Book review: Burnt Island

Burnt Island.Burnt Island by Alice Thompson.
My rating: 5 of 5 stars.

I’d read the blurb for this book – writer applies for a fellowship on a Scottish island and mysteries ensue – and noted the price (three bucks on Kindle!) and took the plunge. I mean, I’ve spent more on bad coffee, let alone good spookiness.

Imagination is a terrible thing, Max. It perverts reality. You can lose yourself in it. Not realise what’s really happening to you.

This is good spookiness.

Alice Thompson’s brief novel tells the story of Max, a writer of several mostly unsuccessful novels. He wins a place on a remote Scottish island, populated by, well, island people, and soon finds himself drawn into various intrigues.

Or are they intrigues? Max is under the gun, and needs to produce a best-seller – no symbolism thanks very much – during his stay on the island. He’s stressed. He has writer’s block. And his home life has disintegrated in an acrimonious divorce. He’s stressed: and who doesn’t hear that little voice within rationalising every little thing when they’re stressed?


It doesn’t help that Max ends up staying in the home of a reclusive writer – an architecturally-designed fortress owned by a Great Man Of Literature who had one masterpiece and hasn’t yet followed it with anything. Fame is on hand, even at such a remote locale. Max is constantly pressed up against the high tide mark of publishing success.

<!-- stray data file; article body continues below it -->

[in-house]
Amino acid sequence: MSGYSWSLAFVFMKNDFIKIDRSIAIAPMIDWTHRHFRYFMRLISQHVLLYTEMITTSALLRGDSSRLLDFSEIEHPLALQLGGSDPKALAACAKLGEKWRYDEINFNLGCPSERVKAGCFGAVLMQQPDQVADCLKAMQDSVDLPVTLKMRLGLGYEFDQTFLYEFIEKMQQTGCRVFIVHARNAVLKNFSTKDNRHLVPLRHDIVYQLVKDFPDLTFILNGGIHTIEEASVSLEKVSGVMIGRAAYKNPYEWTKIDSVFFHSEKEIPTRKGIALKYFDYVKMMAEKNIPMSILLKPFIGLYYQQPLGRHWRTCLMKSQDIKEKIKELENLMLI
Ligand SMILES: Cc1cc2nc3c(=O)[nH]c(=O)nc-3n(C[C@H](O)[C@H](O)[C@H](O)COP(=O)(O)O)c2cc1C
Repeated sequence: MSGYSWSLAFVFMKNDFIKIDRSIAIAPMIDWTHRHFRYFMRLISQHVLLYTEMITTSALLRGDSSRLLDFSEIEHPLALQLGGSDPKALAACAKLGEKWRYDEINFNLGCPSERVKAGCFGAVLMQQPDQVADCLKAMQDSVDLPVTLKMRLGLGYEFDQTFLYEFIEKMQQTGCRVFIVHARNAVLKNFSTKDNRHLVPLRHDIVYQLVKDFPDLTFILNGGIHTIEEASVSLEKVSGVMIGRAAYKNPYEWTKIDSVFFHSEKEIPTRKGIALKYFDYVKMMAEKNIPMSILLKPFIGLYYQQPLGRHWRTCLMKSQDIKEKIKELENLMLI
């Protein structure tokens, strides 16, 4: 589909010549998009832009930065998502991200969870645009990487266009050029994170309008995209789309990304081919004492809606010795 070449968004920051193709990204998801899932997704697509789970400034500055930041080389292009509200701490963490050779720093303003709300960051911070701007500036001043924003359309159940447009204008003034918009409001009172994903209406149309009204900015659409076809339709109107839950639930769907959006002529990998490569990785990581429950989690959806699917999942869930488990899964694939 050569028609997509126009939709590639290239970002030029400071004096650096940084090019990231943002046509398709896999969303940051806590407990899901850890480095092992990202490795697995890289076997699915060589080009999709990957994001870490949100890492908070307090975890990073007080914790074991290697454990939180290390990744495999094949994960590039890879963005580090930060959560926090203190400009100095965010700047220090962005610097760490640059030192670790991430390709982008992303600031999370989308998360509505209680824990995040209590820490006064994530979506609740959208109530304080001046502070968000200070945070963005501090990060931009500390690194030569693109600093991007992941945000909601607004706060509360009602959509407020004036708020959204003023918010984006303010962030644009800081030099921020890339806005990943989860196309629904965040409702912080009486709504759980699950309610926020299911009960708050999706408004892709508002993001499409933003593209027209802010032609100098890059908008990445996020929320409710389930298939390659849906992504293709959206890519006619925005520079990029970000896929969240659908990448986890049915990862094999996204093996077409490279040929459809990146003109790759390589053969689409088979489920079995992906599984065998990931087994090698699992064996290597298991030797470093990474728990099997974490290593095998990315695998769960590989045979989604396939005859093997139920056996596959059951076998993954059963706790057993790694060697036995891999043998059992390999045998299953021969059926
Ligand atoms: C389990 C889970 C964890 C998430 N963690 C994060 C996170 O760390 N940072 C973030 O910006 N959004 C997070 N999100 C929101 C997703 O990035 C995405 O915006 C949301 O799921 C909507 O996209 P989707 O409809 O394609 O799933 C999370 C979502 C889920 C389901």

The story unfolds in the finest gothic manner. There’s a lot going on which could be absolutely nothing – or it could be something a lot, lot worse. A liminal zone, the supernatural (or at least, the unnatural) seem to leach into island life, ratcheting up angst accordingly.

I’m uncertain why so many reviewers seem to dislike this novel. It’s an excellent examination of the self-lacerating gig that is writing, and of the wankery that is the publishing world. I enjoyed the sort of outsider-where-they’re-not-wanted vibe the novel has, a kind of bookish riffing on The Wicker Man or The Magus. True, the tale is short on detail or slavish backstory but the effect far exceeds what I’d expected. It’s a delightfully creepy little read that enjoyably combines psychological horror with weirdness.

Burnt Island is something I devoured quickly. I find, however, the memory lingers.

My Goodreads profile is here.

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